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Thursday, September 4, 2014

On Rattans


Too often I have classified the sticks that sailors carry as "rattans." On reflection, I realized that this was not occasioned by my own research, but merely gained from passively absorbing the term "rattan" through the years. I couldn't recall ever having anyone directly tell me that rattans were common in the period of my research.

This made me question: were they really using rattans?

A rattan is a rod processed from palm trees that grow across the globe. Even today they are used for corporal punishment in several Asian nations and (as I learned from a very unfortunate Google search) are popular in BDSM.


The purpose of their use is not in dispute, and certainly they were in use during the Napoleonic period. To examine the decades we explore in this blog, I turned to the ever reliable Google Books.

The excellent Edward Ward book The Wooden World Dissected, republished throughout the eighteenth century, uses the term rattan, but only in reference to the boatswain:
...He's most terrible then in the Captain's presence ; let Jove but say the word, and streight he begins to execute his judgements, darting his rattan thunderbolt...at the case-hardened sculls of the quaking sailors.
Other sources demonstrate that it was not just the bosun who used the rattan.  The Scots Magazine of 1788 ran a piece from the book Remarks on the Naval Actions of Last War, in which the author was highly critical of the use of the rattan:
The old method of enforcing discipline, was without method, by main strength, and the frequent use of the rattan ; without which, no officer, from the Captain down to the youngest Midshipman, ever went upon deck. Even twenty years ago there was much of this sort of discipline (if it can be called by that name) remaining in the service.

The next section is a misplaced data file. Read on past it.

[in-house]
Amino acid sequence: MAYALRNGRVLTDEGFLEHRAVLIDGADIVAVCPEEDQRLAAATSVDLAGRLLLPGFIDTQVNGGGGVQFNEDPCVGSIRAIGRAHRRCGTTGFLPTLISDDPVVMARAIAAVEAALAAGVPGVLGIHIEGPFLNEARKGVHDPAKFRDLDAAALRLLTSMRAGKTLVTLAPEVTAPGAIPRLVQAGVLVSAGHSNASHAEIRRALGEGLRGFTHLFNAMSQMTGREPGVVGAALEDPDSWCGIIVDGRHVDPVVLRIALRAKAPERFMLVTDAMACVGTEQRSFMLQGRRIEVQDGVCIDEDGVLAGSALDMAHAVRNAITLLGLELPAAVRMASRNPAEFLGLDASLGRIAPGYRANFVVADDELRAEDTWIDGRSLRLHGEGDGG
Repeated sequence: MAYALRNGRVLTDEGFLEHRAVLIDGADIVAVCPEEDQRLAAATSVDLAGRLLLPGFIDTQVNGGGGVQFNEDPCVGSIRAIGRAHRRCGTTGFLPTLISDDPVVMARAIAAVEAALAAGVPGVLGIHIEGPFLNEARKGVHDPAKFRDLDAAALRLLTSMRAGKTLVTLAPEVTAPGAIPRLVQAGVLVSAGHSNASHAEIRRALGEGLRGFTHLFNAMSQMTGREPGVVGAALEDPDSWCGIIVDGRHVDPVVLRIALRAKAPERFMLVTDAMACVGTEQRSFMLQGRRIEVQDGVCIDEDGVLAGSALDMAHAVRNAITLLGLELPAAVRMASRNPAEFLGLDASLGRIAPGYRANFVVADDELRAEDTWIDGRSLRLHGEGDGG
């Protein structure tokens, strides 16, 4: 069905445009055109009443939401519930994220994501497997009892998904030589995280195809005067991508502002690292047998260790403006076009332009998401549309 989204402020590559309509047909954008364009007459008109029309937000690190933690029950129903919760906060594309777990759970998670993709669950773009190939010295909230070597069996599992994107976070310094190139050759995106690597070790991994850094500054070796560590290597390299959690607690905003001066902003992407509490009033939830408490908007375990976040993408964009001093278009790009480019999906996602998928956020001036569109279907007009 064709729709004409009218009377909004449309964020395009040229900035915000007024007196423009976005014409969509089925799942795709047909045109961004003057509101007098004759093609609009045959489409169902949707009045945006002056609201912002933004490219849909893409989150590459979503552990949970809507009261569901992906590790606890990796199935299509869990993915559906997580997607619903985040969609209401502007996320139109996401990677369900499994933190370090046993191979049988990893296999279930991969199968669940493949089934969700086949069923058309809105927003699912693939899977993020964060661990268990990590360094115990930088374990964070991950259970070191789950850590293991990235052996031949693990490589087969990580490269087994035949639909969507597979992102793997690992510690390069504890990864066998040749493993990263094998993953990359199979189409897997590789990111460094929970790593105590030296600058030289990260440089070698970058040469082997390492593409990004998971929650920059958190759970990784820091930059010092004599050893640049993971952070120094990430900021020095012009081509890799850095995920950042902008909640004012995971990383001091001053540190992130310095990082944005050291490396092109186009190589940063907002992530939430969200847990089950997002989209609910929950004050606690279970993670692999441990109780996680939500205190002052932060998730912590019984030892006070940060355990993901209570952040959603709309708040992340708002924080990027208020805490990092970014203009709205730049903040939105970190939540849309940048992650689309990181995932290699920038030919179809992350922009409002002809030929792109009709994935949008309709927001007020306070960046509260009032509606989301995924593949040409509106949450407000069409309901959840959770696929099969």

Multiple sources complain of the use of the rattan in shipboard discipline. The Gentleman's Magazine published a letter from 1759 written by a Mr. Urban, "one of those unhappy men who...was surprised by an ugly set of fellows called a press gang." He wrote that aboard ship:
...Every petty officer, of but a month's standing, who, ignorant of duty, whether performed right or wrong, flourishes[?] his rattan over the heads of the ablest seamen.
In yet another letter, this time to The Centinel in 1757, a victim of the press decried the rattan's use. The conditions aboard were so miserable that several of the pressed attempted suicide. He writes that a man threw himself on a rusty nail, and for his effort "was...disciplined with a rattan by the mate."


What all of these sources have in common is that it isn't just any sailor with a rattan. Mates, bosuns, and officers carry them specifically for discipline. Press gangs, like that shown above, were probably also armed with rattans.

Perhaps the numerous images that I have labeled as having rattans do not actually contain them. I'll be doing more research in the future to try and pin down what precisely our tars so often take with them. Until then, what do you think? Are they walking sticks? Canes? Shillelaghs?

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